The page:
pennsicdance: Music from the pennsic Pile

Vanessa Layne dagoura at MIT.EDU
Thu Mar 30 16:41:20 PST 2000

Greg writes:

> No. I would like to see more 2-part arrangements where the bass line
> can be played by all the non-melody instruments. Ellisif wrote a few
> years ago; it's been discussed a few times on sca-dance, etc etc.

Heck, the middle parts are the hard parts -- I can churn out period
bass parts by the bucket.  If that's what we want.

> However, the Pennsic Pile is more than just music for Pennsic. For
> ECD, I would like to see 4-part arrangements for everything.

Why?  It seems to me (just put the finishing touches on my 4-p "Upon a
Summer's Day") that they (and the bransles and galliards) are
precisely the best suited to monophonic (or, let us be honest,
heterophonic ;) playing.

Polyphony strikes me as most important and suitable to (in decending
order of importance) basse dances, some balli (El Gioioso, e.g.),
pavans and almans.

Also, in my experience, most arrangements for ECD are difficult to
play.  If you're trying to apply 16th/17th cen. voice-leading to ECD
(I have discovered) the moment you start filling in middle parts,
things start necessarily getting complicated -- you wind up having to
move a lot, and sometimes in odd and awkward ways.  Part of that is
because many ECD pieces are crummy ones to try to apply voice-leading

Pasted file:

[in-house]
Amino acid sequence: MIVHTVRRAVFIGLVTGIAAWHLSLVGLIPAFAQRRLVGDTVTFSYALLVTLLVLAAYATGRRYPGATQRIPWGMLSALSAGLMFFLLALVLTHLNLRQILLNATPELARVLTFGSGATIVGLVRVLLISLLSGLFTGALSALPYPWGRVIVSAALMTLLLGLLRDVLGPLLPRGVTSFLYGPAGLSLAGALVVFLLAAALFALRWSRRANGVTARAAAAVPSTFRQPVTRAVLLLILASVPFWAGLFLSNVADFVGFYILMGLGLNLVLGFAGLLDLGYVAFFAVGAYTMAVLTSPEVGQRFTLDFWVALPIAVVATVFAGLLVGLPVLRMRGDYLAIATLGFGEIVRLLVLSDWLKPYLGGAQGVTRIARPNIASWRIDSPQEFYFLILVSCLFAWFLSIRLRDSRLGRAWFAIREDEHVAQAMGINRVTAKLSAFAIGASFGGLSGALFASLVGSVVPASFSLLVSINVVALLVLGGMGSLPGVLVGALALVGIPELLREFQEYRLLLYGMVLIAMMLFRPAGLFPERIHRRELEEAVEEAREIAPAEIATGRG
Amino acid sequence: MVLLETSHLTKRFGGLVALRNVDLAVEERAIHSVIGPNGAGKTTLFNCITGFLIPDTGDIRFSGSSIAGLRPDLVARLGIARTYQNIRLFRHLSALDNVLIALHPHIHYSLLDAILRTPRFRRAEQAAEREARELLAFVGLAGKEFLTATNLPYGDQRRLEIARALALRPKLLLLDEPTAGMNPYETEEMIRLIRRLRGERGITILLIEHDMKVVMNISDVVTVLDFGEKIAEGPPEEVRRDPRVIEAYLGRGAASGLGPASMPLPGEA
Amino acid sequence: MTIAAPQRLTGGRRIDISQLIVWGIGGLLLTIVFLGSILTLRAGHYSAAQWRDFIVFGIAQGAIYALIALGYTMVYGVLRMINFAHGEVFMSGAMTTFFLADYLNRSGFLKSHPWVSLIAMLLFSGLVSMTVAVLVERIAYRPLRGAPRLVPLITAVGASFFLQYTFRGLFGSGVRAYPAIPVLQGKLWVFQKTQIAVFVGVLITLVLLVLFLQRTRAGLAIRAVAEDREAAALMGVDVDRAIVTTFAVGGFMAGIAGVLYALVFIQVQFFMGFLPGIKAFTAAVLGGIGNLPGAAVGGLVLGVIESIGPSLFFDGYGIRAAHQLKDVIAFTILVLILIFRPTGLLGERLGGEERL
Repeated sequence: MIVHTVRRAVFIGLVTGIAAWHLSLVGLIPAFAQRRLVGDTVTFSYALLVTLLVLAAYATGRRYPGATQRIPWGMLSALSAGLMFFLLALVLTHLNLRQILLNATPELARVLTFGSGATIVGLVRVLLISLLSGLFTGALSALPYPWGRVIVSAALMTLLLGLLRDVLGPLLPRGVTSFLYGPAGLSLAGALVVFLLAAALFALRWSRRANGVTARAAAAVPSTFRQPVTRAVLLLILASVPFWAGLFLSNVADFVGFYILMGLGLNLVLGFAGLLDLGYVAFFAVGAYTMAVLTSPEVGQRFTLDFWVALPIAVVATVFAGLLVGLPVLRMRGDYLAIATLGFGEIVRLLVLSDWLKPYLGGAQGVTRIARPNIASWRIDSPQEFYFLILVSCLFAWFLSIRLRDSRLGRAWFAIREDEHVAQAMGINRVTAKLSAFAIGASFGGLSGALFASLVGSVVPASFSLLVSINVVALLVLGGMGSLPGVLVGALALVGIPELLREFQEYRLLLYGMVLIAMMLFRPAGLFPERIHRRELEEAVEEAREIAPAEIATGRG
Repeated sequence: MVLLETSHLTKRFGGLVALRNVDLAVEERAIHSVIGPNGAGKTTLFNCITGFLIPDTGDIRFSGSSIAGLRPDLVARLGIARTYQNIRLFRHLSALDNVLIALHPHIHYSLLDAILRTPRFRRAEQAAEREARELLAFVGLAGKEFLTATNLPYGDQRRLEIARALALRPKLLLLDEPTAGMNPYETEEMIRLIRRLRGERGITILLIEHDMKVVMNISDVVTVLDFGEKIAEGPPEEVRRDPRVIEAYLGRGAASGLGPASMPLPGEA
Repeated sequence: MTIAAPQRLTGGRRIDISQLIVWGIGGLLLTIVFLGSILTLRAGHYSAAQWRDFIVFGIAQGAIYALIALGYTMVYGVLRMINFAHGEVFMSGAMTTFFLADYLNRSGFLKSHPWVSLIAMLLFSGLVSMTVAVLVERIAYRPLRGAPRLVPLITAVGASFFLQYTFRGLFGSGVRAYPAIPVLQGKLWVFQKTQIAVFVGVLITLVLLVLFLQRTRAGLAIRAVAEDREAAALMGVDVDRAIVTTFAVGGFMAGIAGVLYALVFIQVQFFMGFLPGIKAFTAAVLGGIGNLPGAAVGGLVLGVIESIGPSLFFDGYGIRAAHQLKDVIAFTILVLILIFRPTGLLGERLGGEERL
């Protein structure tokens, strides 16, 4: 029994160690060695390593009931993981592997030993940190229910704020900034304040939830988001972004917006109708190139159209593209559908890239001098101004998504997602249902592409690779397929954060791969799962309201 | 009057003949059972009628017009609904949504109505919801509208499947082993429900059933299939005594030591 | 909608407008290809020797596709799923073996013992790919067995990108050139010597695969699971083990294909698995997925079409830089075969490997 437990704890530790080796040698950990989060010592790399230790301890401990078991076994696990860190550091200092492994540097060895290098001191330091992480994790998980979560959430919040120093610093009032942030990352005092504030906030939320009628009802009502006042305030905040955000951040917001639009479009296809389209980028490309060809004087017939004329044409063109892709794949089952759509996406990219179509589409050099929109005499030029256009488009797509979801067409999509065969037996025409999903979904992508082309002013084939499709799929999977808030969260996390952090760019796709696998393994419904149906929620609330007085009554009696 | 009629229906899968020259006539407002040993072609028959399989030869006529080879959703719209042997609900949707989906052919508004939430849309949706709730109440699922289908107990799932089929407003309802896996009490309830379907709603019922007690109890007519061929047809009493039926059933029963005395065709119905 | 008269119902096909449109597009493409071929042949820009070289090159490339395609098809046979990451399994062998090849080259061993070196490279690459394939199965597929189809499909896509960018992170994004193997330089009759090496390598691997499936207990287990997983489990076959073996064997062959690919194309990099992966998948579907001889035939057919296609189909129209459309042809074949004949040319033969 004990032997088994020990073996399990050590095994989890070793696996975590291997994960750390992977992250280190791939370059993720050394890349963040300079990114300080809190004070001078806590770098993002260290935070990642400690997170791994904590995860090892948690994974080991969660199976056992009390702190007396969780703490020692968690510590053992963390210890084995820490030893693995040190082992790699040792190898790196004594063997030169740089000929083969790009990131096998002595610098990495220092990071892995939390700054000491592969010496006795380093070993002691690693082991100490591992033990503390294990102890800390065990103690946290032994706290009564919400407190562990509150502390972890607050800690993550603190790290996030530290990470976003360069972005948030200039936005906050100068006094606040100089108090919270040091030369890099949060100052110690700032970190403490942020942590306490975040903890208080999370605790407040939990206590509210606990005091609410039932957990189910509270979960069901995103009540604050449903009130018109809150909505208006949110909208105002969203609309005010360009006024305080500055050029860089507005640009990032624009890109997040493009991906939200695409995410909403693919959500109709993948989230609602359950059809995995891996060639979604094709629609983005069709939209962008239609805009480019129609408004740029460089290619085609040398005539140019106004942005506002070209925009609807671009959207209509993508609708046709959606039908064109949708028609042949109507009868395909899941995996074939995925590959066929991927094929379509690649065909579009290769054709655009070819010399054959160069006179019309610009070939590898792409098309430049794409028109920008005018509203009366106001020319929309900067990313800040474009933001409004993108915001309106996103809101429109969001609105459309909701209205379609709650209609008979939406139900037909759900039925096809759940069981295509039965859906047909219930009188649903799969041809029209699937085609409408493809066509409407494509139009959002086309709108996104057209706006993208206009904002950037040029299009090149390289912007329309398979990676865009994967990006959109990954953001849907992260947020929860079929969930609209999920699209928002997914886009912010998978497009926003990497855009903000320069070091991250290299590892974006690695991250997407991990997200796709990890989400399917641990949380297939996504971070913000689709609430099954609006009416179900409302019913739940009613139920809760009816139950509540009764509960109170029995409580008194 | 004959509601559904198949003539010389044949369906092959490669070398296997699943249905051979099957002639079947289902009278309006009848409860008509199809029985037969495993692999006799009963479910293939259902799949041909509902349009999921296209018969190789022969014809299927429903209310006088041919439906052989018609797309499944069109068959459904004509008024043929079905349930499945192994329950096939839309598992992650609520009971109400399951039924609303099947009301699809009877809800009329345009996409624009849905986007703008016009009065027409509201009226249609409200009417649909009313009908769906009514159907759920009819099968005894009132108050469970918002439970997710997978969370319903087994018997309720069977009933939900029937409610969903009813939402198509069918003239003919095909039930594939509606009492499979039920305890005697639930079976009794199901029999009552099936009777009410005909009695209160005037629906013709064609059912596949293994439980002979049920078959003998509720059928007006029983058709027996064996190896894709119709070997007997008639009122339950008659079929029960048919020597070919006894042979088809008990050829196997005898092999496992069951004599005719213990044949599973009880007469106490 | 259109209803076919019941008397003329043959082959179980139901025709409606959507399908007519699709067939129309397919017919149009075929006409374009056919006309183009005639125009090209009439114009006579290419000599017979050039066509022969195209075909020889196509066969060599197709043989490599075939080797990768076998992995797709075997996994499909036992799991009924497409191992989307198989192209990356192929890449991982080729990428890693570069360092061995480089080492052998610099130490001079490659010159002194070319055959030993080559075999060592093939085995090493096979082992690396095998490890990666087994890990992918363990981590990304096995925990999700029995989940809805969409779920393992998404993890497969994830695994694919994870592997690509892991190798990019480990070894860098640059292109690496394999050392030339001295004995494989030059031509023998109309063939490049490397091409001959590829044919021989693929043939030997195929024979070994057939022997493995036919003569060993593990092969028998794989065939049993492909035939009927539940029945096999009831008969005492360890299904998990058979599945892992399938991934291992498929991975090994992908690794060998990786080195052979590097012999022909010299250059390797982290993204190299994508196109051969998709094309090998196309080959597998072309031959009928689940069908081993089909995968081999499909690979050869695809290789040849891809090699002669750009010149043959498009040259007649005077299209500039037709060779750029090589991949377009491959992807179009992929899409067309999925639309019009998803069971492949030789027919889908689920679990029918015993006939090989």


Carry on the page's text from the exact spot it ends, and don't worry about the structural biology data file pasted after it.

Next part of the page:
to; they have tremendous ranges and big jumps and don't Play Nice with
lower parts which have to jump and dodge around with them.  You tend
to get evil, busy, difficult middle lines.  *Especially* if you want
two of them.

Of the ECD arrangements I've made, I'd only consider, um, 3 of them
really accessible to a pick-up band: Jenny Pluck Pears (which is only
3 part), Maiden Lane, the outer two parts of three of Parson's
Farewell, and the one third I contributed to the
She'erah-Aurylia-Tibicen Dargason Variations.  (1+1+.333334+.666666=3)
I'm really proud of my Upon a Summer's Day (4 part), and my Rufty
Tufty, Heartsease, If all the World Were Paper, Fain I Would all have
merit.  But I wouldn't expect a pickup band to present them without
serious difficulty.  

And it isn't just me -- the parts arrangement to Sellinger's Round
from (IIRC) FitzWilliam is tremendously difficult to read at tempo.  I
know -- the first time I ever saw it I was on the bandstand at Pennsic
19 or so, playing the tenor line.  Marshal Barron has pleanty of
finger twisters among her 3-ps.

And ECD, as a rule, is played fast which aggravates the problem, from
the stand point of pick-up-dance-band usability.

Hmmm.  I did go on again, didn't I?  Sorry, just thinking aloud.

-- Tibicen

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